Wednesday 8-5 - East of the Lodge
Day 4 of our trip found us headed to the east, to Pine Channel, Roubillard Bay, and the surrounding bays. This is the water closest to the lodge that we usually fish. Pine Channel is usually one of the largest expanses of cabbage in the lake. Usually, of course, is not this year. We found some weed growth, but it was scattered over a large area, and though there were fish there, they were not as concentrated as we had hoped for. We got a few fish, but nothing of note. (In my past 2 trips to Blackmur's, I've taken a 42-1/2" and a 45" pike here, and seen a couple of huge fish that missed baits). We actually started the morning in a small bay called Jackfish Bay, where Billy and Jim caught a lot of fish, while Andy and I got a few. Shorelunch of pike was outstanding, as usual.
Andy's 43 from Crouse Bay
My 37" from Wednesday
The afternoon we fished a number of smaller bays, most being known more for their success in the spring rather than summer. Crouse Bay ended up being the area of choice for the day. It is a small, narrow bay that is an offshoot of a larger bay. The bay itself is maybe 100 yards long and 40 yards wide - not a big piece of real estate. But - it did have some weeds, and that meant pike! Andy caught fire in this bay, taking a 38" and a 43-1/2" pike on jerkbaits - Rapala SW X-raps. I got a 37" earlier in the day, while Billy and Jim both got 38's. Every fish I caught on this day came on a #6 Vibrax spinner with a white tail. Our daily combo bet went to Andy and I, and we were all tied up with one day to go. And the plan was to fly out to Richards Lake again for our last day of pike fishing on our favorite water.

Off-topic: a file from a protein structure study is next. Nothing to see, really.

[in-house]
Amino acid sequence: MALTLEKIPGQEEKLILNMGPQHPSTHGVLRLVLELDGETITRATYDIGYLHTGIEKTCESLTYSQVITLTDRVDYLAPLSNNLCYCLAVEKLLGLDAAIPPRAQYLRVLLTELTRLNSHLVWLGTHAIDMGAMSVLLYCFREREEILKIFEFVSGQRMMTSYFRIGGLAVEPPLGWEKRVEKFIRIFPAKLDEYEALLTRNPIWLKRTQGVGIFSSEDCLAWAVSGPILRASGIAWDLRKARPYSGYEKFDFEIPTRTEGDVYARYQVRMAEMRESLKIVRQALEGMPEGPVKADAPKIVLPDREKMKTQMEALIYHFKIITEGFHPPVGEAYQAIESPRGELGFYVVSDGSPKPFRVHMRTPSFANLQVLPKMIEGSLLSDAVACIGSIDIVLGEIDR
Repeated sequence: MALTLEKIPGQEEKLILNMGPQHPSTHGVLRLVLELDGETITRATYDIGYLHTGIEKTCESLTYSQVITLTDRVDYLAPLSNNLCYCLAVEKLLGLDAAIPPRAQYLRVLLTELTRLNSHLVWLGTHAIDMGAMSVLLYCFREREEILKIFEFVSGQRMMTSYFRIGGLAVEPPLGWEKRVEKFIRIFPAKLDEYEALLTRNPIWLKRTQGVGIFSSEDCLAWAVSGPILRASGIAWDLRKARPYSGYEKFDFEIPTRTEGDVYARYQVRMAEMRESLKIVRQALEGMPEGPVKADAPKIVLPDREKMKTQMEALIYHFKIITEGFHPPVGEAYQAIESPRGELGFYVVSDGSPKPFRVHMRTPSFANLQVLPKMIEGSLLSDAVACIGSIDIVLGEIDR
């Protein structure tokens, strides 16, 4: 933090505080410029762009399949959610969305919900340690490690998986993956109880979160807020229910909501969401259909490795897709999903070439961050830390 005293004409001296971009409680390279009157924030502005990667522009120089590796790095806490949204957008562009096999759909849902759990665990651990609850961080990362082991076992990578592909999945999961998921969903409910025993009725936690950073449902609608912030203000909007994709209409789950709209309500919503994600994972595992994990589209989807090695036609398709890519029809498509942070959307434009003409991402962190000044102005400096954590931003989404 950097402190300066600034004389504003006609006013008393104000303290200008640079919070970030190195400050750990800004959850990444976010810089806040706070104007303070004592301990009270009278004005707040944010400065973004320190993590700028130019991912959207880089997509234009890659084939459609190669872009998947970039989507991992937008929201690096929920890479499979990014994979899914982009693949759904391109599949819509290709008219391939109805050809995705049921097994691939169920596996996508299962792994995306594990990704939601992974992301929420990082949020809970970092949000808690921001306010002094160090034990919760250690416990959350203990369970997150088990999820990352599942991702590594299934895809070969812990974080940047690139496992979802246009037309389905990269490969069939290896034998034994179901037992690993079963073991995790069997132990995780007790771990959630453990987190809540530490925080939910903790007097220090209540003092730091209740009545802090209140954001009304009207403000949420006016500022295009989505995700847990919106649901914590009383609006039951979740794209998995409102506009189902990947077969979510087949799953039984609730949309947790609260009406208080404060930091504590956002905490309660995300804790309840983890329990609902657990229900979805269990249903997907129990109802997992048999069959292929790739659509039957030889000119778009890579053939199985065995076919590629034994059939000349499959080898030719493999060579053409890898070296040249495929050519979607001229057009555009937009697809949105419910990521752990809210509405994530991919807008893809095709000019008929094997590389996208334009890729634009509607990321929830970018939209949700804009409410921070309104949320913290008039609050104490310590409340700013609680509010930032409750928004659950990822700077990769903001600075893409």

Our last day fishing Athabasca and we opted for the fly-out to Richards - again. Actually, I'd fish Richards anytime I get the chance - I just love the lake and the pike there. Everyone in our group had caught decent quantities of fish on the trip, and everyone had taken a number of trophy fish (over 40"). Except, of course, for me. My numbers were as good as anyone, but I just couldn't put the hooks into any good fish. The monster from the first afternoon was still haunting me, too. But anytime you go to Richards, you have to like your odds to overcome any slump you may be in.
As before, we were the only 2 boats on the lake. The first expansive weedbed we stopped at (the one that had been so good to Andy and I two years earlier) held some fish, but it wasn't giving them up easily. We opted to try one of the other beds. Jim got on a bite unlike any I have seen before. EVERY time we would look over to the other boat, he had a fish on, or was releasing one, or posing for pictures. He must have landed 40 pike that day, and caught the biggest one taken by any of us on this trip - 47" - a truly magnificent pike in ANY waters! He also had a 42" and a 40". Every big he caught fell to the same lure - a Jointed X-Rap #13 in Hot Steel color. He would make long casts, start a straight, slow retrieve and, when the lure would get hung in the cabbage, he'd pop it out. Almost all of the fish took the bait as it was busting out of the cabbage.